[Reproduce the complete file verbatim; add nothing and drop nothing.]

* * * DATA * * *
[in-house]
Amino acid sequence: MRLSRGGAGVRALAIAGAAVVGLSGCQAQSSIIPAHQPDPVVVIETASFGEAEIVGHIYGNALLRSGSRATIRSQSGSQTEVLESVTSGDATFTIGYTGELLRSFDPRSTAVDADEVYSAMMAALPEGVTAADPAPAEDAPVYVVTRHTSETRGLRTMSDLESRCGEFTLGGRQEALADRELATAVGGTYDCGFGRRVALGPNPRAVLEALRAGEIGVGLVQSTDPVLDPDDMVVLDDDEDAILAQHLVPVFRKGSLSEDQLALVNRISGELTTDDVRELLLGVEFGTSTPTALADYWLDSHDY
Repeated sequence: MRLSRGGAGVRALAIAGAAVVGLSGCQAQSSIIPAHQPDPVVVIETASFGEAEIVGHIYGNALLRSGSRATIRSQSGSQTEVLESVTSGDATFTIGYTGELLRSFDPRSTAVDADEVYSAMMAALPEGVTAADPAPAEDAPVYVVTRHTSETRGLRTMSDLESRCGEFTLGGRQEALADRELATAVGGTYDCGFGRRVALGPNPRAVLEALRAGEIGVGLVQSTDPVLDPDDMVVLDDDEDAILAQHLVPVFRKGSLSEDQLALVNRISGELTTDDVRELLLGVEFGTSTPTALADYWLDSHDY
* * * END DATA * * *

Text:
[in-house]
Amino acid sequence: MRLSRGGAGVRALAIAGAAVVGLSGCQAQSSIIPAHQPDPVVVIETASFGEAEIVGHIYGNALLRSGSRATIRSQSGSQTEVLESVTSGDATFTIGYTGELLRSFDPRSTAVDADEVYSAMMAALPEGVTAADPAPAEDAPVYVVTRHTSETRGLRTMSDLESRCGEFTLGGRQEALADRELATAVGGTYDCGFGRRVALGPNPRAVLEALRAGEIGVGLVQSTDPVLDPDDMVVLDDDEDAILAQHLVPVFRKGSLSEDQLALVNRISGELTTDDVRELLLGVEFGTSTPTALADYWLDSHDY
Repeated sequence: MRLSRGGAGVRALAIAGAAVVGLSGCQAQSSIIPAHQPDPVVVIETASFGEAEIVGHIYGNALLRSGSRATIRSQSGSQTEVLESVTSGDATFTIGYTGELLRSFDPRSTAVDADEVYSAMMAALPEGVTAADPAPAEDAPVYVVTRHTSETRGLRTMSDLESRCGEFTLGGRQEALADRELATAVGGTYDCGFGRRVALGPNPRAVLEALRAGEIGVGLVQSTDPVLDPDDMVVLDDDEDAILAQHLVPVFRKGSLSEDQLALVNRISGELTTDDVRELLLGVEFGTSTPTALADYWLDSHDY